• The likelihood of being employed increases with the level of educational attainment, but foreign-born adults with tertiary attainment generally have lower employment prospects than their native-born peers. On average across OECD countries, 86% of native-born tertiary-educated adults are employed compared to 79% for foreign-born tertiary-educated adults. In the United Kingdom, among tertiary-educated adults, 87% of native-born adults and 85% of foreign-born adults are employed. Since foreign-born adults who arrived in the country at an early age have spent some years in the education system of the host country and gained credentials recognised by the host country, their labour-market outcomes are better than of those who arrived at a later age with a foreign qualification. In the United Kingdom, however among foreign-born adults with tertiary attainment, 84% of those who arrived by the age of 15 are employed, while 85% of those who arrived in the country at age 16 or later are employed.

  • Foreign-born young adults (15-29 year-olds) are also more likely to be neither employed nor in education or training (NEET) than native-born young adults. On average across OECD countries, 18.8% of foreign-born and 13.7% of native-born adults are NEET. In the United Kingdom, the difference is less than 1 percentage point (11.8% compared to 12.5%). Early arrival in the country is generally associated with a lower risk of becoming NEET. In the United Kingdom, the share of NEETs among foreign-born young adults who arrived by the age of 15 is 10%, while the share of NEETs among those who arrived at age 16 or later is 13%.

  • In many OECD countries, foreign-born adults earn less than native-born adults. This pay gap may narrow with higher levels of educational attainment. On average across OECD countries, foreign-born adults with below secondary attainment working full-time earn 89% as much as their native-born peers, while this gap disappears among tertiary-educated adults. In the United Kingdom, in 2019, among adults with below upper secondary attainment, the earnings of foreign-born full-time workers represented 64% that of their native-born peers, 90% among adults with upper secondary or post-secondary non-tertiary attainment, and 97% among those with a tertiary-education.

  • In the United Kingdom, education policy is a devolved matter that is the responsibility of the UK Government in England and the Devolved Administrations in Scotland, Wales, and Northern Ireland. In England, schools have a lot of decision-making power and most decisions (65%) affecting lower secondary education are taken at the school level (OECD, 2018[2]). Only 6% of decisions at this level are taken at the local level. On the other hand, 44% of decisions are made by local authorities in Scotland, whilst 48% are made by schools. Remaining decisions are taken at multiple levels.

  • In England, Scotland, and Wales, the compulsory school starting age is 5 years old. However, in Northern Ireland, the compulsory school starting age is 4 years old for most children. The school leaving age for full-time compulsory education is 16 years old across the United Kingdom. However, young people in England have to remain in full- or part-time education or training until they are at least 18 years old.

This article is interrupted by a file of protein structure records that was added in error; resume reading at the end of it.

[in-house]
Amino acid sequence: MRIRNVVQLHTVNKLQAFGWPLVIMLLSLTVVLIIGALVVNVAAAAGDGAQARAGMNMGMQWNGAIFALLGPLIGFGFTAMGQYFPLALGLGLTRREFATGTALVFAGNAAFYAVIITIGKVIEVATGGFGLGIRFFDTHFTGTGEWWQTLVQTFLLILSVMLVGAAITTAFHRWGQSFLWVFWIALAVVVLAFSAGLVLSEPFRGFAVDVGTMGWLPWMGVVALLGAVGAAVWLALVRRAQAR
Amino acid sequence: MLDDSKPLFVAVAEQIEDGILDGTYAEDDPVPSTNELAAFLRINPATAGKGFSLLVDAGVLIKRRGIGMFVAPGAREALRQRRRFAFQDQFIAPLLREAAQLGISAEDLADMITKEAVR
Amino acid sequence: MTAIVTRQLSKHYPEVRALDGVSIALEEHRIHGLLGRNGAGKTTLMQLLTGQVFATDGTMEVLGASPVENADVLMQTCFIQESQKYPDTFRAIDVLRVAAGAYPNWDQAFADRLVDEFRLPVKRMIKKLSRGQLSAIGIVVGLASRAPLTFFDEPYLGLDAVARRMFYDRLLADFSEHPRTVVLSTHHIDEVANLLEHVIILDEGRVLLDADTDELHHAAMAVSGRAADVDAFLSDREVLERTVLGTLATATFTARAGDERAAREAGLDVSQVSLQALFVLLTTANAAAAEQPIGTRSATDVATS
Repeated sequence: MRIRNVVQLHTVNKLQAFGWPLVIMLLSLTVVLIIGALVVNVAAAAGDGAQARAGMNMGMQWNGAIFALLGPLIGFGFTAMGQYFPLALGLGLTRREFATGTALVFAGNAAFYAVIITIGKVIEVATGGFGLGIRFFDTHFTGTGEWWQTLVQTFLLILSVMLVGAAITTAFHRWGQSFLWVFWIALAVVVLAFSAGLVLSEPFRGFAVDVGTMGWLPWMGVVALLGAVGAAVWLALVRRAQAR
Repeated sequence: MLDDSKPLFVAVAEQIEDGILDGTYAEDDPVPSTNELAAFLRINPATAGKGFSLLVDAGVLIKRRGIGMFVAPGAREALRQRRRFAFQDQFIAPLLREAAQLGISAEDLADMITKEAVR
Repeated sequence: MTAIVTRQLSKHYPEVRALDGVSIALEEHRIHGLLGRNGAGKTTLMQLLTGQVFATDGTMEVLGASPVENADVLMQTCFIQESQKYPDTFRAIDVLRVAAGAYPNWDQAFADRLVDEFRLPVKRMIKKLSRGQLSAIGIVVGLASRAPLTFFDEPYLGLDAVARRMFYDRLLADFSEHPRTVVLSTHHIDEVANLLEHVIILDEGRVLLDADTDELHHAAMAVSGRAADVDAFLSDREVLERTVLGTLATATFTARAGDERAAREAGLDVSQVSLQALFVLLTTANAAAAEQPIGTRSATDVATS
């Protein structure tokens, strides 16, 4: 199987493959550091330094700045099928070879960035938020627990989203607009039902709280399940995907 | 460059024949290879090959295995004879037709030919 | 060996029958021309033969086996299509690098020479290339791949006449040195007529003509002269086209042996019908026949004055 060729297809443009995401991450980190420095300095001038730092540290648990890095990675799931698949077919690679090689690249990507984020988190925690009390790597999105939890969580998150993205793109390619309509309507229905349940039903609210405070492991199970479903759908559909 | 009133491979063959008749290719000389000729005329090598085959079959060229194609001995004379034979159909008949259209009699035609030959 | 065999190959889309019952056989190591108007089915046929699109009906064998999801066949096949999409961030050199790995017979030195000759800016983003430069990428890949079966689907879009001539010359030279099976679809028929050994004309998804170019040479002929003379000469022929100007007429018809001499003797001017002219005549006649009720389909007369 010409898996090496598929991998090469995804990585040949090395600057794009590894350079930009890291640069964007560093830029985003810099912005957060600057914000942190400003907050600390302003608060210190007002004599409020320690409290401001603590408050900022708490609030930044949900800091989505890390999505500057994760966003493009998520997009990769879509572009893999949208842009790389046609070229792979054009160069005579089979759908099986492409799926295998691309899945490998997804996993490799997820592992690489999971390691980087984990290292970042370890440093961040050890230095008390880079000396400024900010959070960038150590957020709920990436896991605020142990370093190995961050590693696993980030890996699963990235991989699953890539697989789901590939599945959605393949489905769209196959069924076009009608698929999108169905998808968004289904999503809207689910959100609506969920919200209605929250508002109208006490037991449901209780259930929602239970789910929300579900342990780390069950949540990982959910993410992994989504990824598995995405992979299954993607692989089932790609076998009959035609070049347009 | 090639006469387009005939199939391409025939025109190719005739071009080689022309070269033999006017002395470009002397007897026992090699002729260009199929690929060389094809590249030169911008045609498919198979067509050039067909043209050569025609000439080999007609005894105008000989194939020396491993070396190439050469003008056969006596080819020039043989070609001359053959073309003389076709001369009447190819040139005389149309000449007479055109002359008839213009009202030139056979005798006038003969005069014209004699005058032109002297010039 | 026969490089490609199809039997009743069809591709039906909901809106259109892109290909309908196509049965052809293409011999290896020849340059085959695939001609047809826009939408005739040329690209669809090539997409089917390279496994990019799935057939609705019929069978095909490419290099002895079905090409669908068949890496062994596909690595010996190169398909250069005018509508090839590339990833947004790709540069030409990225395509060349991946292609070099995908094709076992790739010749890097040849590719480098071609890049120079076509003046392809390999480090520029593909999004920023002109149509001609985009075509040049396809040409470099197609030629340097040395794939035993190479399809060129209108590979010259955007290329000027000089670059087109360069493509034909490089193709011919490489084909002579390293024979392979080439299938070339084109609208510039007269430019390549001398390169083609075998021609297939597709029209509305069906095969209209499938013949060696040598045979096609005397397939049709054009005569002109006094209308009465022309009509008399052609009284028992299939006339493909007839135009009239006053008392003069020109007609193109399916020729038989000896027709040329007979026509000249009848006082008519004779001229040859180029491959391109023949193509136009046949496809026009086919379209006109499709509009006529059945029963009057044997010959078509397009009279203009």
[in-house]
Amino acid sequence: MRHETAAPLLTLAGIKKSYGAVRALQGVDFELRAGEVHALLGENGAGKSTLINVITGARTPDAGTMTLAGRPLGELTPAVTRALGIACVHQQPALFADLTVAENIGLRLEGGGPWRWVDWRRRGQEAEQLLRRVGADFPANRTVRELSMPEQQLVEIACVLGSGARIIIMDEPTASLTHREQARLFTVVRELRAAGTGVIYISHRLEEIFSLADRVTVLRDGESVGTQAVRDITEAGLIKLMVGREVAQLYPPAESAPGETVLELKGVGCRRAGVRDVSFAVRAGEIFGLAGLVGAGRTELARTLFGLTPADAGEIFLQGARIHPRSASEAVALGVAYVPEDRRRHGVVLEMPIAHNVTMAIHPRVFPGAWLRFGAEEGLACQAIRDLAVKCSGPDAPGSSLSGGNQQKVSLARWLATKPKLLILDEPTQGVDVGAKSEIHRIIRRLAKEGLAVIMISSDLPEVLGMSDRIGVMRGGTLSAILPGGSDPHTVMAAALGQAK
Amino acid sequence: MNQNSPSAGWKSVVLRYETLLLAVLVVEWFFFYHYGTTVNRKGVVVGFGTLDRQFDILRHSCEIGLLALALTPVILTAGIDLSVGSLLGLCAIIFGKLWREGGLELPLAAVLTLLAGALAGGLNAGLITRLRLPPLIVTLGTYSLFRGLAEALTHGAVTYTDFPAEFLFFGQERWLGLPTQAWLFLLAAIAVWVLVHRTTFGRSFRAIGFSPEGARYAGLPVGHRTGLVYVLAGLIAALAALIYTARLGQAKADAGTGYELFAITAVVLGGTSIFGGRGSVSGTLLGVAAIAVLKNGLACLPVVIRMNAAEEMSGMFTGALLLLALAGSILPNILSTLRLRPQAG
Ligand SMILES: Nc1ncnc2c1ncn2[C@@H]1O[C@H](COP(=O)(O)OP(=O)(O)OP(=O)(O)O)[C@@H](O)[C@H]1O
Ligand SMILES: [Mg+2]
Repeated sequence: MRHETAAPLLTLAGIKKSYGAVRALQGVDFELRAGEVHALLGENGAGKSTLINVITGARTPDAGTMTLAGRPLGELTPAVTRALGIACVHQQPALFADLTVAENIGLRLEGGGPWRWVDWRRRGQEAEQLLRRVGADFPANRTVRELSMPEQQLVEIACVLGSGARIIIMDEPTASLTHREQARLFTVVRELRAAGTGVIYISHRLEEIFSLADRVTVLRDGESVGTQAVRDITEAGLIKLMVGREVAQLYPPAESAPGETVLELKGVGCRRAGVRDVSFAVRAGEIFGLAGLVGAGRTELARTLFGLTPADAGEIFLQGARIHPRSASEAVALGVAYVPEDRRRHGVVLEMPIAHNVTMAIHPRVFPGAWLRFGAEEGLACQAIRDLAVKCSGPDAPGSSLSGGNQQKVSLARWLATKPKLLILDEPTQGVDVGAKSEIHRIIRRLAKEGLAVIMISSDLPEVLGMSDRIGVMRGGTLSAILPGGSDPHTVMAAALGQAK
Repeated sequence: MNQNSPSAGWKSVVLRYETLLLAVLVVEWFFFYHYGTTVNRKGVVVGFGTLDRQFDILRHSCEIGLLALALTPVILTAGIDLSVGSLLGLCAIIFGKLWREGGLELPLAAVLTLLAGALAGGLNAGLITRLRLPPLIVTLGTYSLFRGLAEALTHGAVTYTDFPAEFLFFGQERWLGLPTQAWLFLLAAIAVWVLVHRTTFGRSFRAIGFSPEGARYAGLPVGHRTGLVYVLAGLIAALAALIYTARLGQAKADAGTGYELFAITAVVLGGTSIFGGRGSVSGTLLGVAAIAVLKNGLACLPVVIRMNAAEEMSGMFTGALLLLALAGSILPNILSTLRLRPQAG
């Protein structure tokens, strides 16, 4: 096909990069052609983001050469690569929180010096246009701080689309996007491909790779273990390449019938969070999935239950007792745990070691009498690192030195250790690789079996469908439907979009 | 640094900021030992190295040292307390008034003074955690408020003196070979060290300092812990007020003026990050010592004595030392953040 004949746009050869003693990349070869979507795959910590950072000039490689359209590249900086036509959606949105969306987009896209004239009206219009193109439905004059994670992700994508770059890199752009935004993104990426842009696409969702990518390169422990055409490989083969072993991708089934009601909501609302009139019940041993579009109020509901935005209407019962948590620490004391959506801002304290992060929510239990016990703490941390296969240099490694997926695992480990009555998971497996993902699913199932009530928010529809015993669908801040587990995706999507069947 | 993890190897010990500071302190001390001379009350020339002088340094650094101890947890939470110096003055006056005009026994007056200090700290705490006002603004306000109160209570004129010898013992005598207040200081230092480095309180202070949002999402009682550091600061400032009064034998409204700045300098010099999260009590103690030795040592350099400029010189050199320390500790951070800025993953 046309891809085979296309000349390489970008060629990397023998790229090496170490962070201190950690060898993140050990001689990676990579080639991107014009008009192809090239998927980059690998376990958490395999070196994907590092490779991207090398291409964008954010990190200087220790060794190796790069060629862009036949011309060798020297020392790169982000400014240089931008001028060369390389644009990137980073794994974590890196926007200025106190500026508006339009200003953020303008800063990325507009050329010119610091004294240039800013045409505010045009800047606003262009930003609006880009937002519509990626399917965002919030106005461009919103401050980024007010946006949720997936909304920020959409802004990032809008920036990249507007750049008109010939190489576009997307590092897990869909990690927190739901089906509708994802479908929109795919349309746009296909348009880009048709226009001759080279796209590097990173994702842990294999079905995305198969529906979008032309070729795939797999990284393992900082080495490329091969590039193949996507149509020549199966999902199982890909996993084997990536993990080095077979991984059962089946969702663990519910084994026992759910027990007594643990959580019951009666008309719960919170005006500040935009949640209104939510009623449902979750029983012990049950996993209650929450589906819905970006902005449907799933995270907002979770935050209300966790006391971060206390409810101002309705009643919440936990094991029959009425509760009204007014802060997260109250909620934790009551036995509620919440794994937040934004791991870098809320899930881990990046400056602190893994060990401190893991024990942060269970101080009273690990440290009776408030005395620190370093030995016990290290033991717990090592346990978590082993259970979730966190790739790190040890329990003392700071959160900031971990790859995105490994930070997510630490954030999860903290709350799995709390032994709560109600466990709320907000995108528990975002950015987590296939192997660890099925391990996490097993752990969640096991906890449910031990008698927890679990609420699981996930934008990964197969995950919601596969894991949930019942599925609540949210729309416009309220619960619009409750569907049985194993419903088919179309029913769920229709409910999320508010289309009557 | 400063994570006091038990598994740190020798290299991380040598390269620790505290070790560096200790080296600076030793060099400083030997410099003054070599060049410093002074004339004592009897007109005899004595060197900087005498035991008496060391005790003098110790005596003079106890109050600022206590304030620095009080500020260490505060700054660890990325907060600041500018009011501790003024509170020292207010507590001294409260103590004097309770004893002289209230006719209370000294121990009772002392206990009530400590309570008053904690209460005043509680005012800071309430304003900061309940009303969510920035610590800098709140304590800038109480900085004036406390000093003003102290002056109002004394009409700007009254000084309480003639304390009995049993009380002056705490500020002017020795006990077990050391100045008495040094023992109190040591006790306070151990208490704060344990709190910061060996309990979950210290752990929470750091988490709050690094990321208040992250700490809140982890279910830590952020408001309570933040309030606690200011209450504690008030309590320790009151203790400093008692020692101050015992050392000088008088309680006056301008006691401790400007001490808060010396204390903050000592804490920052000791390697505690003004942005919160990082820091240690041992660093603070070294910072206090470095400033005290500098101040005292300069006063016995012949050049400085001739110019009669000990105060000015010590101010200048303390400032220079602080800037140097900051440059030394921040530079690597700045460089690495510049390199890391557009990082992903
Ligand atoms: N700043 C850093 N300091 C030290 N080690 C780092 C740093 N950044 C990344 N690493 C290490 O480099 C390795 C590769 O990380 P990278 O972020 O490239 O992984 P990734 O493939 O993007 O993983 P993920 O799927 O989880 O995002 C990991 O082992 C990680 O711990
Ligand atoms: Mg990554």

• National level data often hide important regional inequalities in children’s access and participation to education. In general, inequalities across regions tend to widen at non-compulsory levels of education. For example, in the majority of countries, the variation in enrolment rate of 3-5 year-olds is often greater than the variation among 6-14 year-olds. This is the case in the United Kingdom, where the enrolment rate of 3-5 year-olds varies from 81% in Scotland to 100% in all regions of England except Greater London. The enrolment of 6-14 year-olds varies from 94% in Greater London to 100% in North West England. Meanwhile, the enrolment rate of 15-19 year-olds varies from 76% in Wales and Northern Ireland to 89% in Scotland. It should be noted that variations in enrolment rates for 15-19 year-olds are likely to result from differences in school leaving age (between England and the rest of the United Kingdom) and differences in tuition fees.2

  • Tertiary attainment may vary significantly within a country. In the United Kingdom, the share of 25-64 year-old adults with tertiary education varies from 38% in the region of North East England to 68% in the region of Greater London, one of the highest regional variations across OECD countries with available data.

  • On average across OECD and partner countries with subnational data on labour-force status, there is more regional variation in employment rates among those with below upper secondary levels of education (17 percentage points) than for those with tertiary education (8 percentage points). In the United Kingdom, there was a difference of 21 percentage points in the employment rate of adults with below upper secondary education between different regions of the country, ranging from 51% in Northern Ireland to 73% in South East England in 2020. In comparison, employment rates for tertiary-educated adults ranged from 84% in Scotland to 88% in Greater London.

  • The proportion of young people who are NEET shows significant subnational as well as national variation across OECD and partner countries. In the United Kingdom, the proportion in the subnational region with the highest share of 18-24 year-old NEETs (North East England) is 8 percentage points higher than in the region with the lowest share (South East England). This was lower than the average difference in the share of NEETs between regions within countries across the OECD, which was 11 percentage points.